1913/14he was still living at 118 Broughton Road, still trading as J. & G.E. Wilson Beer Retailers (Off Licence). His council Work included beingon the following Committees, Town Improvement, Watch, Parks &Cemeteries, Electrical, and Local Pensions.
1915/16he had opened another Beer Sales at 137 Commercial Road, and had addedto his Committees the Standing Orders, and Asylum Visitors.1920 saw him as Licensee of the Newcastle House Inn at No. 2 WappingStreet and living at No 28 Meldron Terrace still with the Beer Salesat Commercial Road. He had also added the Market and Quays Committee tohis numerous other civic committees.
1922 in the Spring Parliamentary Electoral Roll he was registered, still at 28 Meldron Terrace, also his wife Sarah Ann Wilson.
1923the Spring Parliamentary Electoral Roll still had them both at 28,Meldron Terrace, but the Autumn Electoral Rolls did not show Sarah Annas being a resident at either address. As he had Premises in two wardsin the town, he was at that time, allowed two votes in theParliamentary Elections, one for each address.
1926still living in Meldron Terrace he took the Licence of the AlexandraHotel at No. 12 Queen Street, as well as the Newcastle House Inn, andthe Beer Sales at 137 Commercial Road.
1928Bro. John was made Mayor of South Shields, and by this time I think awidower, as his niece Mrs. James Allan helped to make for him, as hisLady Mayoress a very successful year of Office.
Still living at 28 Meldron Terrace, but now John Wilson Junior was of voting age and living with his father.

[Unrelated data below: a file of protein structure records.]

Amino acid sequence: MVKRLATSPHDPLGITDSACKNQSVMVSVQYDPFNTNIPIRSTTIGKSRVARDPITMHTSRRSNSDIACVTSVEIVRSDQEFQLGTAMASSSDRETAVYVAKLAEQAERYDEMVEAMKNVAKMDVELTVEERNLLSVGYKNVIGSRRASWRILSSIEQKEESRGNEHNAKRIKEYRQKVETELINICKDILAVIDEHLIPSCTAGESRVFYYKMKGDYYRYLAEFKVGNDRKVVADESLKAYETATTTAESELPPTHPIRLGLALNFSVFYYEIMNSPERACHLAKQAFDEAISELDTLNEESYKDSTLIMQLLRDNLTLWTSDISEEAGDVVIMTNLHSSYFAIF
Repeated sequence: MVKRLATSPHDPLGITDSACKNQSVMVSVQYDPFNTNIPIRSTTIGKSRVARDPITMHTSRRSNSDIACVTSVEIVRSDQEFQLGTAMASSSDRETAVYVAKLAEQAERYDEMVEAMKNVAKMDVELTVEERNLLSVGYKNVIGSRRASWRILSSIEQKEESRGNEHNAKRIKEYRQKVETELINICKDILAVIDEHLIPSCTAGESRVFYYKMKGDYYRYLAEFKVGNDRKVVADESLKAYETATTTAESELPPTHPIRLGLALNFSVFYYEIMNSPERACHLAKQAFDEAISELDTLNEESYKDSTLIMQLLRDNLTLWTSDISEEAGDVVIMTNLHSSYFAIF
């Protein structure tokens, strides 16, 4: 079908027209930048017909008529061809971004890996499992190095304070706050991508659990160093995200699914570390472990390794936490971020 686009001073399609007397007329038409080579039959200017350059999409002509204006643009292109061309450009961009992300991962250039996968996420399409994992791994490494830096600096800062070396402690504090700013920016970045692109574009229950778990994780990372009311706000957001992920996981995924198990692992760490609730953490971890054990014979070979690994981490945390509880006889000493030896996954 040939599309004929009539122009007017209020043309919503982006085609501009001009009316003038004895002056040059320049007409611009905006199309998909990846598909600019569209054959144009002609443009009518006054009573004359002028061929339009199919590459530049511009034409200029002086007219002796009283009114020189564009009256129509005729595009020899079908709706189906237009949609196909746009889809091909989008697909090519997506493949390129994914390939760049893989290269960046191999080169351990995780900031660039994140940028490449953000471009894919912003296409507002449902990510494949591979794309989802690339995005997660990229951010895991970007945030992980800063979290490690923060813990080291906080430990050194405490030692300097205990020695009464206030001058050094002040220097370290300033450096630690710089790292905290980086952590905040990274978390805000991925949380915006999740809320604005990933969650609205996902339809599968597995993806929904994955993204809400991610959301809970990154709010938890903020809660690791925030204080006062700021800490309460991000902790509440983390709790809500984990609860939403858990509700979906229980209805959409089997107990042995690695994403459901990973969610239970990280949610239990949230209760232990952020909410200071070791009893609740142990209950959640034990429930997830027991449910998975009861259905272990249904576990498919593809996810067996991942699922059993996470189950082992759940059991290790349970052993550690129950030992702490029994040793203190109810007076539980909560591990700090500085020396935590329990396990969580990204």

1932 John Wilson Junior was the Occupier of 28 Meldron Terrace. John WilsonR.O.H was at this time living in Harrogate, at 73, Skipton Road.
Brother John Wilson was made a Freeman of the City of London and the following is an account of the honour conferred upon him.
BROTHER JOHN WILSON, FREEMAN OF LONDON
The Freedom of the City of London was conferred upon Bro. John Wilson, R.O.H. P.G.P. (Eng,), for services rendered to his country and to the Order of Buffaloes.
Hereceived intimation that his name had been submitted to the WorshipfulCompany of Feltmakers, who had considered his work and desired topublicly recognise it. Others to receive thedistinction with Bro, Wilson included the following: Arthur CecilTyrrell Beck, Esq., M.P. (Parliamentary Secretary to the Ministry ofNational Service); The Right Hon. Sir Alexander Porter, Lord Mayor ofManchester; The Right Hon. Alderman Arthur David Brooks, Lord, Mayor ofBirmingham; The Right Hon. Sir George Lunn, J.P., Lord Mayor ofNewcastle upon Tyne; Sir Harold Elverston, M.P., Sir Cyril Jackson,K.B.E. (Chairman L.C.C., 1915) ; His Worship the Mayor of Derby (EdwardJames Hulse, Esq., J.P.); His Worship the Mayor of Warrington (PeterPeacock, Esq., J.P.): James Edward Bedford, Esq. (Lord Mayor of Leeds,1914-15).
“Sir”John was accompanied by his colleagues who had previously received thehonour, the party arriving at the Guildhall at 10.30. They werereceived by the Lord Mayor, Sir Louis Newton, High Sheriff, MajorRichard Rigg, T.D., Worshipful Master and the members of the High Court.
Itwas indeed a most imposing ceremony and when we state the ceremonystarted at 10.30 and was not concluded until after 5 o’clock, the onlyinterval being luncheon, it will be recognised that the proceedings arenot hurried over.
Asignal honour was paid Bro. Wilson at the luncheon, presided over bythe Lord Mayor, he being chosen with Arthur Cecil Tyrrel Beck, M.P.,Sec. Min. Nat. Service, to reply to the toast of the new Freeman, andright well did he acquit himself, receiving well deserved applause atthe conclusion of his speech.
Itwas a memorable occasion. The Lord Mayors of Manchester, Birmingham andNewcastle and the Mayors of Derby and Warrington, all in their robesand insignia of office, and set off with effect in the great gildedchamber of the Guildhall.